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Tea family helping non-profit fund treatment for their kids disease

Published: Oct. 10, 2021 at 10:35 PM CDT
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TEA, S.D. (Dakota News Now) - The Bryan family noticed their oldest son Sawyer was walking strangely and had less energy, they decided to take him to the doctor, there they got the news he has muscular dystrophy. Even though their other son Wesley had no signs he was checked too, and he had the same disease.

“Heartbreak, despair, terror just the lowest of the lows you could possibly imagine,” said Beau Bryan, Sawyer and Wesley’s father.

Those were just some of the feelings going through Beau and his wife JeanAnn’s minds when they learned the news.

There is currently no cure for the disease, which made the Bryan’s do their own research to see what work was being done. This led them to ‘Cure Rare Disease’, a non-profit organization working on personalized gene therapy.

“You know as a patient you don’t really care how common your disease is other than the fact that you have it, and you have to live with it,” said Richard Horgan, Cure Rare Disease. “That’s really where Cure Rare Disease comes into play, we’re here to develop treatments and therapies for patients who traditional drug development has left behind.”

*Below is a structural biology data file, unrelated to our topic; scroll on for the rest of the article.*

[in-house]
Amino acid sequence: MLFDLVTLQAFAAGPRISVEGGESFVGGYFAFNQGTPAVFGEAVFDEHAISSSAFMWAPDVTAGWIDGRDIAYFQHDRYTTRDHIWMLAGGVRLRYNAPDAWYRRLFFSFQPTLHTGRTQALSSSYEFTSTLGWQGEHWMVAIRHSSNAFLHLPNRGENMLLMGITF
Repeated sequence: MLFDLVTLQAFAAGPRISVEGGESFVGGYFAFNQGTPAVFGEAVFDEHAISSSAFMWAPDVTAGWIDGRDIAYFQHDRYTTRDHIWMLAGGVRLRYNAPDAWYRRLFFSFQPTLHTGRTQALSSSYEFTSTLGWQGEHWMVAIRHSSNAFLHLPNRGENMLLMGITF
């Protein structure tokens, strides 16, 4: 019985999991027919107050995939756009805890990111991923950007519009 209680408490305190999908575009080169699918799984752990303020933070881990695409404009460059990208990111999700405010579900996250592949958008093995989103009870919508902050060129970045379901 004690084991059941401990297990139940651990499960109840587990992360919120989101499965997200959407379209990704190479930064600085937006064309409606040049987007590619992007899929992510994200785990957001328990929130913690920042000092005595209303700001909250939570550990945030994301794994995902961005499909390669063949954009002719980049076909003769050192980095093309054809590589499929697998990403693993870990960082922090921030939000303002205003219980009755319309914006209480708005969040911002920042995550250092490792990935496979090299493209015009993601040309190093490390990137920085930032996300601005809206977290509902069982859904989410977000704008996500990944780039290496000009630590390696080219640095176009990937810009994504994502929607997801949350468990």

Cure Rare Disease has started a fundraising campaign that the Bryan family and other families affected by rare diseases are helping out.

“This most recent fundraiser going on right now, Strive for Five is something we’re assisting with along with other families that are in similar scenarios to try and get $5 million raised by the end of 2021,” said Beau.

The way the Strive for Five fundraiser works is by having one person donate $5 to the campaign and passing it on to five more people. The goal by reaching a million people, they can get $5 million that could be used to help many families including the Bryans.

“That $5 million unlocks quite a bit, specifically our family in South Dakota, the Bryan family, they are one of the families whom we’re developing for their son a lifesaving CRISPER (Clustered regularly interspaced palindromic repeats) based gene therapy to fix their condition.

To find out more about Cure Rare Disease and donate to the Strive for Five campaign click here.

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